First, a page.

School Library Journal
Gr 57 In this novel in verse, 12-year-old Roberta Briggs, called Birdie because of her love and knowledge of birds, is living with her mother and grandmother in a small Pennsylvania town, having moved there from Philadelphia three years before, following the line-of-duty death of her firefighter father. The pain of her loss has somewhat abated, and life is good, but things are changing: her best friend and Sunday Scrabble partner Martin is spending more and more time with a new girl in town, Nina; her grandmother has given up planning her own funeral in favor of a romantic relationship; and her mother's late arrivals home from work reveal a love interest Birdie is not ready to accept. She grapples with jealousy and resentment, but as new people enter her life, she comes to learn that love heals and that change can sometimes happen for the better. Humorous and poignant, Spinelli's lyrical writing, spot-on sense of small town life, and light touch make this a comforting and enjoyable read in an accessible format. VERDICT Exactly the kind of mild-conflict story parents seek for their preadolescents. Marie Orlando, formerly at Suffolk Cooperative Library System, Bellport, NY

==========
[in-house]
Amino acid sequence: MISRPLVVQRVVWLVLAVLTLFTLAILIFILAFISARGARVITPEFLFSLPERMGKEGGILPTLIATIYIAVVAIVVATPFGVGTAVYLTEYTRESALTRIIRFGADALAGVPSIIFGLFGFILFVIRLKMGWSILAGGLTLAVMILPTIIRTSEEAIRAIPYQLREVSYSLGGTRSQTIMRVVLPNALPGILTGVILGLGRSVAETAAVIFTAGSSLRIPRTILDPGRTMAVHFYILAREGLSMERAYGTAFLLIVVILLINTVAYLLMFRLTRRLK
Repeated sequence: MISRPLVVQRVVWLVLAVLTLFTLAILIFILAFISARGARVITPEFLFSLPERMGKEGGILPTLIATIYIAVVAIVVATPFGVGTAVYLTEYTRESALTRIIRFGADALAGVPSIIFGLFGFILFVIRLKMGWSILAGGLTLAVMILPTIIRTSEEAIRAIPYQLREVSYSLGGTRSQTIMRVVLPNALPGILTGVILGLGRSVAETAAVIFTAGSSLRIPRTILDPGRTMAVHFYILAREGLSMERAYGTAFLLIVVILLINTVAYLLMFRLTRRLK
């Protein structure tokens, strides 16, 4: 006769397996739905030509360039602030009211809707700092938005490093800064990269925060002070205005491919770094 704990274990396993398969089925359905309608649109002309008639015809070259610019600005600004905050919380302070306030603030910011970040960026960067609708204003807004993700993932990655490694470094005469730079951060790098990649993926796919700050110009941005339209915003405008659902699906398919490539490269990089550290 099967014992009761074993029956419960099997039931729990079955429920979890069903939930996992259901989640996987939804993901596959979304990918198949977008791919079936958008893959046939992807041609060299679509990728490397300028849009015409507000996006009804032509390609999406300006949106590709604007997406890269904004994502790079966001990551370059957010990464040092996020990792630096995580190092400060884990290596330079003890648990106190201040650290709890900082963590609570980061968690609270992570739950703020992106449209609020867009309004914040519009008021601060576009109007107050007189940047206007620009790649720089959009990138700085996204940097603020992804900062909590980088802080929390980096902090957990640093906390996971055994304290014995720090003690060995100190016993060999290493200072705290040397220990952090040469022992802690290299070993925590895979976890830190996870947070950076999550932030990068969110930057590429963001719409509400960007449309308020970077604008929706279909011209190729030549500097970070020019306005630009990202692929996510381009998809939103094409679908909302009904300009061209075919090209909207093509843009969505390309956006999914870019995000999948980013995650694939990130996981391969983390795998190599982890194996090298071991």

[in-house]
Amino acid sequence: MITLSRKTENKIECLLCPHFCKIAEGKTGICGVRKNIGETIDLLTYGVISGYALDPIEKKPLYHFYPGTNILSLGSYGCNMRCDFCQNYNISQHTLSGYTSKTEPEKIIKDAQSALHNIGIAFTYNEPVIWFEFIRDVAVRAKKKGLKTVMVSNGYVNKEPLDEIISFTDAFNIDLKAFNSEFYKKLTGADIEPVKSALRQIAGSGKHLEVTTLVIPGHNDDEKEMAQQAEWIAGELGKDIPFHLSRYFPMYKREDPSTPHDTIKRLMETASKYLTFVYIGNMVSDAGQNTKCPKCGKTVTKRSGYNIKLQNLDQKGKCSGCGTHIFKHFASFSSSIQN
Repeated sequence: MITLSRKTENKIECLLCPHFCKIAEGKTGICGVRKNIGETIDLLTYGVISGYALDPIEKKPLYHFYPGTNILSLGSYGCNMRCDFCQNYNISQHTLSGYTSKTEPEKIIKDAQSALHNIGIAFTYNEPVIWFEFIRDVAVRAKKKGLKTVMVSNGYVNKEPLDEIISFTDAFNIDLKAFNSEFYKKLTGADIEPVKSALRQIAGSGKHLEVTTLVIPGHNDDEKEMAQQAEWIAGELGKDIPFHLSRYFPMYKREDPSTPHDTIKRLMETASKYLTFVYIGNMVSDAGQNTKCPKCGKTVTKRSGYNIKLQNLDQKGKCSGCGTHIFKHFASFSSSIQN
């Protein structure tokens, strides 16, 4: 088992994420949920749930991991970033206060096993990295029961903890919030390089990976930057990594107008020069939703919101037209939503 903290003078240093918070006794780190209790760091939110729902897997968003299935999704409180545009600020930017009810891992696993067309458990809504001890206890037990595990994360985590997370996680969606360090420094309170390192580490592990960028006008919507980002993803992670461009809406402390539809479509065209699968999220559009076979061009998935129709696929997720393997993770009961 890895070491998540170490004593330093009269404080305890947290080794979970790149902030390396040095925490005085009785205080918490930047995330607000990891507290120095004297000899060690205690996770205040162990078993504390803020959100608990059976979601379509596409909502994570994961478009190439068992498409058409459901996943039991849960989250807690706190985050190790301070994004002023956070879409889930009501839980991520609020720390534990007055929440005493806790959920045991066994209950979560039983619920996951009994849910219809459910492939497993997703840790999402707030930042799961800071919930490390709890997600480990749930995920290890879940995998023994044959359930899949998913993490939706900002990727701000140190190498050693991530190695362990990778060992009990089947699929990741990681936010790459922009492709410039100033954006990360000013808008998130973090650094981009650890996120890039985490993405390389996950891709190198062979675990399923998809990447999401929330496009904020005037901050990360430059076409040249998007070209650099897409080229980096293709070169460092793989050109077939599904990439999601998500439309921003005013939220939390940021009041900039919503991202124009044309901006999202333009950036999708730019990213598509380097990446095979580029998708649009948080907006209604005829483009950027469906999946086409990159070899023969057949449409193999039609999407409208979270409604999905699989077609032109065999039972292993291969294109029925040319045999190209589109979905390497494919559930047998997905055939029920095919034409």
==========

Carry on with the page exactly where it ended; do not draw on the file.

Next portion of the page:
Starred Review ALA Booklist
*Starred Review* Three years ago, after Birdie's father died, she and her mother moved to her great-grandmother Maymee's small town and into her home. Twelve-year-old Birdie still mourns for her father, but change is in the air. Previously preoccupied with planning her funeral, Maymee loses her heart to a man visiting relatives nearby. To Birdie's dismay, Mom starts dating, too. And even Birdie secretly longs for her best friend, Martin, to become her boyfriend, though he has a crush on another girl. For a while, every change seems wrong to Birdie, but gradually she gains perspective on the shifts within her circle of family and friends, sorting out the temporary, awkward, or painful changes from those that feel right as time passes. Birdie's fascination with birds is as integral to the storytelling as references to her father. Written with a light hand and from Birdie's point of view, this accessible, sometimes amusing narrative comes alive through its portrayal of characters. Spinelli sorts out the three love stories deftly, from Maymee, who knows she has no time to waste, to Mom, who's willing to take another chance, to Birdie, who's relieved when her agonizing emotional fever subsides, but who ultimately sees her future differently afterwards. An engaging, perceptive novel in verse.
Reading Level: 4.0
Interest Level: 4-7
Lexile: 430L

Still grieving for her father, 12-year-old Birdie struggles to adjust to many changes, including when her grandmother, her mother, and her best friends all begin dating. With compelling verse and a lighthearted touch, Spinelli captures the poignancy of adolescence.